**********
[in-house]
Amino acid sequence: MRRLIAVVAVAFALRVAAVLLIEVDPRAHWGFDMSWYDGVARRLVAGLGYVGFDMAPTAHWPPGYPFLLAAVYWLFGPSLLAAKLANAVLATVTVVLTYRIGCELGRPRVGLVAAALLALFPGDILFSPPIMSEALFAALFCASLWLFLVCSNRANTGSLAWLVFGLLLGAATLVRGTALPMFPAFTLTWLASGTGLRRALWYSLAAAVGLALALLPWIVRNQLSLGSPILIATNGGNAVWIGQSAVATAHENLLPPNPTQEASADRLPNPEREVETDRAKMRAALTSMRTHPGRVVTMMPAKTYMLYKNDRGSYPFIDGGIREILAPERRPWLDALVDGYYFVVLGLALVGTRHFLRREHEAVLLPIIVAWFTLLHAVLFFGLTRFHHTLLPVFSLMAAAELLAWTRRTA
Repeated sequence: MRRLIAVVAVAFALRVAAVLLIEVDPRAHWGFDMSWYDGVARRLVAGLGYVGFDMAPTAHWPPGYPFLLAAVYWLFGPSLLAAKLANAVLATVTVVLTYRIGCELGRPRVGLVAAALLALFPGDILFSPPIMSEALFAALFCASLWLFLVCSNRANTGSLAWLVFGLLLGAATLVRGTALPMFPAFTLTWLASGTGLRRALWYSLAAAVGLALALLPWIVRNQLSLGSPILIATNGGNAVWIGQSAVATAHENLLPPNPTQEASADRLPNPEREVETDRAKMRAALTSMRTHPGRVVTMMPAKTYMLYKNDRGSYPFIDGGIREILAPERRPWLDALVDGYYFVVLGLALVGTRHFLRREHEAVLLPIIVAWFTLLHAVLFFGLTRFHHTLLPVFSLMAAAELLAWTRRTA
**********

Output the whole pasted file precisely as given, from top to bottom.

[in-house]
Amino acid sequence: MRRLIAVVAVAFALRVAAVLLIEVDPRAHWGFDMSWYDGVARRLVAGLGYVGFDMAPTAHWPPGYPFLLAAVYWLFGPSLLAAKLANAVLATVTVVLTYRIGCELGRPRVGLVAAALLALFPGDILFSPPIMSEALFAALFCASLWLFLVCSNRANTGSLAWLVFGLLLGAATLVRGTALPMFPAFTLTWLASGTGLRRALWYSLAAAVGLALALLPWIVRNQLSLGSPILIATNGGNAVWIGQSAVATAHENLLPPNPTQEASADRLPNPEREVETDRAKMRAALTSMRTHPGRVVTMMPAKTYMLYKNDRGSYPFIDGGIREILAPERRPWLDALVDGYYFVVLGLALVGTRHFLRREHEAVLLPIIVAWFTLLHAVLFFGLTRFHHTLLPVFSLMAAAELLAWTRRTA
Repeated sequence: MRRLIAVVAVAFALRVAAVLLIEVDPRAHWGFDMSWYDGVARRLVAGLGYVGFDMAPTAHWPPGYPFLLAAVYWLFGPSLLAAKLANAVLATVTVVLTYRIGCELGRPRVGLVAAALLALFPGDILFSPPIMSEALFAALFCASLWLFLVCSNRANTGSLAWLVFGLLLGAATLVRGTALPMFPAFTLTWLASGTGLRRALWYSLAAAVGLALALLPWIVRNQLSLGSPILIATNGGNAVWIGQSAVATAHENLLPPNPTQEASADRLPNPEREVETDRAKMRAALTSMRTHPGRVVTMMPAKTYMLYKNDRGSYPFIDGGIREILAPERRPWLDALVDGYYFVVLGLALVGTRHFLRREHEAVLLPIIVAWFTLLHAVLFFGLTRFHHTLLPVFSLMAAAELLAWTRRTA